Pearl Leimbach sometimes struggles to remember the vibrant life she lived in Maryland and the people who now care for her in Palm Harbor.
She's 91 and suffers from dementia.
But when she slipped on a pair of headphones at the St. Mark Village nursing home on a recent afternoon, she instantly recognized the upbeat holiday tunes from her childhood.
"Oh, Christmas music!" said the woman once known as Toots, a smile spreading across her lips.
Researchers have long believed music can spark positive brain function in people with dementia. That's why, starting this month, a program known as Timeless Tunes is delivering free digital music players and headphones to nursing homes across the Tampa Bay region.
Volunteer leaders intend to bring MP3 players to all 70 nursing homes in Pinellas County over the next few weeks. They have taken devices to 54 nursing homes in Hillsborough and Polk counties, and given several hundred to family caregivers.
"Places that have been wanting to start a music project but haven't been able to figure out the funding can start right away because the music is already on there," said Stefanie Thompson, a program specialist for the Alzheimer's Association Florida Gulf Coast Chapter, which is spearheading the effort.
The program, which began last year, is bankrolled largely by an anonymous donor who pitched the idea to the local Alzheimer's Association chapter. His goal is to distribute 20,000 devices across Florida's Gulf Coast, Thompson said.
Each MP3 player comes preloaded with a selection of songs from a nostalgia-inducing genre. Popular choices include Broadway, Christmas, and, of course, Frank Sinatra and friends. Classic Mexican rancheras, Cuban music and black gospel tunes are also available.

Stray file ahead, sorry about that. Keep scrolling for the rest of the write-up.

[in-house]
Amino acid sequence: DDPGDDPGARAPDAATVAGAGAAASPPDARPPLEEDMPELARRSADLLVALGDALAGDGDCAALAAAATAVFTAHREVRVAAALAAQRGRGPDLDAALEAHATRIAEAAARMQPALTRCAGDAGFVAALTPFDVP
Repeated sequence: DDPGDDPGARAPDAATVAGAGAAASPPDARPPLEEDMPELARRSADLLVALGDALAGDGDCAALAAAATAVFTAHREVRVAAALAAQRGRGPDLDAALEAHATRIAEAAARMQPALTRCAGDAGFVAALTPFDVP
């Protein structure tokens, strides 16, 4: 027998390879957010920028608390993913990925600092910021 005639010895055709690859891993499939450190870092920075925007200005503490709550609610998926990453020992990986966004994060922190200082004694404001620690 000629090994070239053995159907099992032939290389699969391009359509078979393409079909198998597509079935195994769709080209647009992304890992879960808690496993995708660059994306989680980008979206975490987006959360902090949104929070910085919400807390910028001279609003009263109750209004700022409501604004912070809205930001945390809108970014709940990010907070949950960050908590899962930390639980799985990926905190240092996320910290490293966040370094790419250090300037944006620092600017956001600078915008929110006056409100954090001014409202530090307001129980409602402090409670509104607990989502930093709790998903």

Dr. Amanda Smith, medical director of the University of South Florida Health Byrd Alzheimer's Institute, said older songs are particularly powerful because dementia patients lose more recent memories first.
"It is why they might not recognize the spouse they've been with for 60 years," she said. "In their mind, they picture the young person they walked down the aisle with. Likewise, music from their youth brings up memories and emotions they can still connect to."
Smith has seen the program in action. Not all patients respond, she said. But those who do can have emotional responses.
"You put the headphones on and they smile from ear to ear," she said. "They might not be able to hold a conversation with you, but they know all of the lyrics to those songs."
Experts say music can do more than trigger a positive memory. It can help dementia patients manage their frustration and stimulate positive interaction with others. A 2014 documentary, Alive Inside, showed elderly people who were otherwise nonresponsive carrying out animated conversations after listening to songs from yesteryear.
The devices were a hit at St. Mark Village.
"The music is soothing," said Kimberly Glem, the care center's life enrichment director. "It helps them bring back early life memories. It also calms some of the symptoms of dementia."
Timeless Tunes isn't done. Program leaders hope to distribute MP3 players in Sarasota County next and, eventually, make deliveries at nursing homes from Naples to Crystal River.
"It's a big job," Thompson said. "But when you see the people smile and come alive, it's amazing."
Times researcher Caryn Baird contributed to this report. Contact Kathleen McGrory at firstname.lastname@example.org or (727) 893-8330. Follow @kmcgrory.